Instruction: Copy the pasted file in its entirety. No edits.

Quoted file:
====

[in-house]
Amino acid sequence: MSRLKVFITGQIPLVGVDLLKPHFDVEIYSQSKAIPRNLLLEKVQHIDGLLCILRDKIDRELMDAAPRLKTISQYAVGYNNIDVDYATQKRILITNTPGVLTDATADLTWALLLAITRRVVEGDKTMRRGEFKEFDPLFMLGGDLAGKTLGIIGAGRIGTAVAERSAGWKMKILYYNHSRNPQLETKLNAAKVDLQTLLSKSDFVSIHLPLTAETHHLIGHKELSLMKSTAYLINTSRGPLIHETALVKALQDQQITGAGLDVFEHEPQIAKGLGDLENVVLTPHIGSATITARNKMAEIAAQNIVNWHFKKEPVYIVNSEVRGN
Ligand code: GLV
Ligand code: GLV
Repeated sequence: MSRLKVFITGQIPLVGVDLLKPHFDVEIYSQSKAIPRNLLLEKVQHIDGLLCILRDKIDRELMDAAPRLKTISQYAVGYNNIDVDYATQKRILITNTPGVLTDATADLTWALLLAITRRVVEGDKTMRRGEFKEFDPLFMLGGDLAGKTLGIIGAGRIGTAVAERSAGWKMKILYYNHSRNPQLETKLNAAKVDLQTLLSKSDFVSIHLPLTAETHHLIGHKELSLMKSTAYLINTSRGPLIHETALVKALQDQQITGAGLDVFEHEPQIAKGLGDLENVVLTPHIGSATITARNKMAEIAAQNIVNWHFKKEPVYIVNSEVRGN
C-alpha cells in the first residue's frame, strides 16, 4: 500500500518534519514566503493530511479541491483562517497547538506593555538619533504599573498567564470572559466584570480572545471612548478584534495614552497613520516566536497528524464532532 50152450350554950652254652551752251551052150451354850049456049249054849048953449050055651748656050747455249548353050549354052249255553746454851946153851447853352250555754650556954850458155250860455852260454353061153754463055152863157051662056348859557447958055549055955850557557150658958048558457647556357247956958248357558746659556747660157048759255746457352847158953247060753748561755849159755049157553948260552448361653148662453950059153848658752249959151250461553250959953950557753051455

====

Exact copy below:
[in-house]
Amino acid sequence: MSRLKVFITGQIPLVGVDLLKPHFDVEIYSQSKAIPRNLLLEKVQHIDGLLCILRDKIDRELMDAAPRLKTISQYAVGYNNIDVDYATQKRILITNTPGVLTDATADLTWALLLAITRRVVEGDKTMRRGEFKEFDPLFMLGGDLAGKTLGIIGAGRIGTAVAERSAGWKMKILYYNHSRNPQLETKLNAAKVDLQTLLSKSDFVSIHLPLTAETHHLIGHKELSLMKSTAYLINTSRGPLIHETALVKALQDQQITGAGLDVFEHEPQIAKGLGDLENVVLTPHIGSATITARNKMAEIAAQNIVNWHFKKEPVYIVNSEVRGN
Ligand code: GLV
Ligand code: GLV
Repeated sequence: MSRLKVFITGQIPLVGVDLLKPHFDVEIYSQSKAIPRNLLLEKVQHIDGLLCILRDKIDRELMDAAPRLKTISQYAVGYNNIDVDYATQKRILITNTPGVLTDATADLTWALLLAITRRVVEGDKTMRRGEFKEFDPLFMLGGDLAGKTLGIIGAGRIGTAVAERSAGWKMKILYYNHSRNPQLETKLNAAKVDLQTLLSKSDFVSIHLPLTAETHHLIGHKELSLMKSTAYLINTSRGPLIHETALVKALQDQQITGAGLDVFEHEPQIAKGLGDLENVVLTPHIGSATITARNKMAEIAAQNIVNWHFKKEPVYIVNSEVRGN
C-alpha cells in the first residue's frame, strides 16, 4: 500500500518534519514566503493530511479541491483562517497547538506593555538619533504599573498567564470572559466584570480572545471612548478584534495614552497613520516566536497528524464532532 50152450350554950652254652551752251551052150451354850049456049249054849048953449050055651748656050747455249548353050549354052249255553746454851946153851447853352250555754650556954850458155250860455852260454353061153754463055152863157051662056348859557447958055549055955850557557150658958048558457647556357247956958248357558746659556747660157048759255746457352847158953247060753748561755849159755049157553948260552448361653148662453950059153848658752249959151250461553250959953950557753051455